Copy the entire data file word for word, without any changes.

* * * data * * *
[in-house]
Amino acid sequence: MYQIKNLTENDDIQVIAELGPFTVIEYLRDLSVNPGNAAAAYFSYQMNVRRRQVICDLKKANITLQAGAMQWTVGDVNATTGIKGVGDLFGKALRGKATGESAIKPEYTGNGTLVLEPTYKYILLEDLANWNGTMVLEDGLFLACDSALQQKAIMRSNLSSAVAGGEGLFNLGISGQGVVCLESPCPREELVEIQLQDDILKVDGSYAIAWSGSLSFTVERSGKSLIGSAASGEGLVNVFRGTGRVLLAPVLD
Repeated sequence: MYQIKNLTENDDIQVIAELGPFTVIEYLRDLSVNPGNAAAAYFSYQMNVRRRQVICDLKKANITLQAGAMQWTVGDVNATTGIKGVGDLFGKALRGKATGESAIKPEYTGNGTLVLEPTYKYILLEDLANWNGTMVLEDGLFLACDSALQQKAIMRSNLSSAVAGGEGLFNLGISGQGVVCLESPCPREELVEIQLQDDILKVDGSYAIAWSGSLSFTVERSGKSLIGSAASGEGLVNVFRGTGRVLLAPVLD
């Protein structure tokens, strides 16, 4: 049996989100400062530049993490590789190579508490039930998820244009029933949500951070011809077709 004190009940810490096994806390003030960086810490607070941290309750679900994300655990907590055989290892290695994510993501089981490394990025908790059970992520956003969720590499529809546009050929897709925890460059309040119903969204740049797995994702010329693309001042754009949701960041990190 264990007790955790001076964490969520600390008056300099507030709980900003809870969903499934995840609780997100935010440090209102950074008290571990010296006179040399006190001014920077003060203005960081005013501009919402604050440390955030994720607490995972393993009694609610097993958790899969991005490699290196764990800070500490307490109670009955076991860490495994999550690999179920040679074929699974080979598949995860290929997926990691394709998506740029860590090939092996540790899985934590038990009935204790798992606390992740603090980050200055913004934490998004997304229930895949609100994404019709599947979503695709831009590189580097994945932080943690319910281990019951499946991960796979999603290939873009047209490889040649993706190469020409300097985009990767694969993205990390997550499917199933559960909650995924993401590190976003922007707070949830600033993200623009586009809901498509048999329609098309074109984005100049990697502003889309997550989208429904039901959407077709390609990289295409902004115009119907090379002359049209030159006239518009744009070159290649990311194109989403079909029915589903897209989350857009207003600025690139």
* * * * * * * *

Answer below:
[in-house]
Amino acid sequence: MYQIKNLTENDDIQVIAELGPFTVIEYLRDLSVNPGNAAAAYFSYQMNVRRRQVICDLKKANITLQAGAMQWTVGDVNATTGIKGVGDLFGKALRGKATGESAIKPEYTGNGTLVLEPTYKYILLEDLANWNGTMVLEDGLFLACDSALQQKAIMRSNLSSAVAGGEGLFNLGISGQGVVCLESPCPREELVEIQLQDDILKVDGSYAIAWSGSLSFTVERSGKSLIGSAASGEGLVNVFRGTGRVLLAPVLD
Repeated sequence: MYQIKNLTENDDIQVIAELGPFTVIEYLRDLSVNPGNAAAAYFSYQMNVRRRQVICDLKKANITLQAGAMQWTVGDVNATTGIKGVGDLFGKALRGKATGESAIKPEYTGNGTLVLEPTYKYILLEDLANWNGTMVLEDGLFLACDSALQQKAIMRSNLSSAVAGGEGLFNLGISGQGVVCLESPCPREELVEIQLQDDILKVDGSYAIAWSGSLSFTVERSGKSLIGSAASGEGLVNVFRGTGRVLLAPVLD
């Protein structure tokens, strides 16, 4: 049996989100400062530049993490590789190579508490039930998820244009029933949500951070011809077709 004190009940810490096994806390003030960086810490607070941290309750679900994300655990907590055989290892290695994510993501089981490394990025908790059970992520956003969720590499529809546009050929897709925890460059309040119903969204740049797995994702010329693309001042754009949701960041990190 264990007790955790001076964490969520600390008056300099507030709980900003809870969903499934995840609780997100935010440090209102950074008290571990010296006179040399006190001014920077003060203005960081005013501009919402604050440390955030994720607490995972393993009694609610097993958790899969991005490699290196764990800070500490307490109670009955076991860490495994999550690999179920040679074929699974080979598949995860290929997926990691394709998506740029860590090939092996540790899985934590038990009935204790798992606390992740603090980050200055913004934490998004997304229930895949609100994404019709599947979503695709831009590189580097994945932080943690319910281990019951499946991960796979999603290939873009047209490889040649993706190469020409300097985009990767694969993205990390997550499917199933559960909650995924993401590190976003922007707070949830600033993200623009586009809901498509048999329609098309074109984005100049990697502003889309997550989208429904039901959407077709390609990289295409902004115009119907090379002359049209030159006239518009744009070159290649990311194109989403079909029915589903897209989350857009207003600025690139």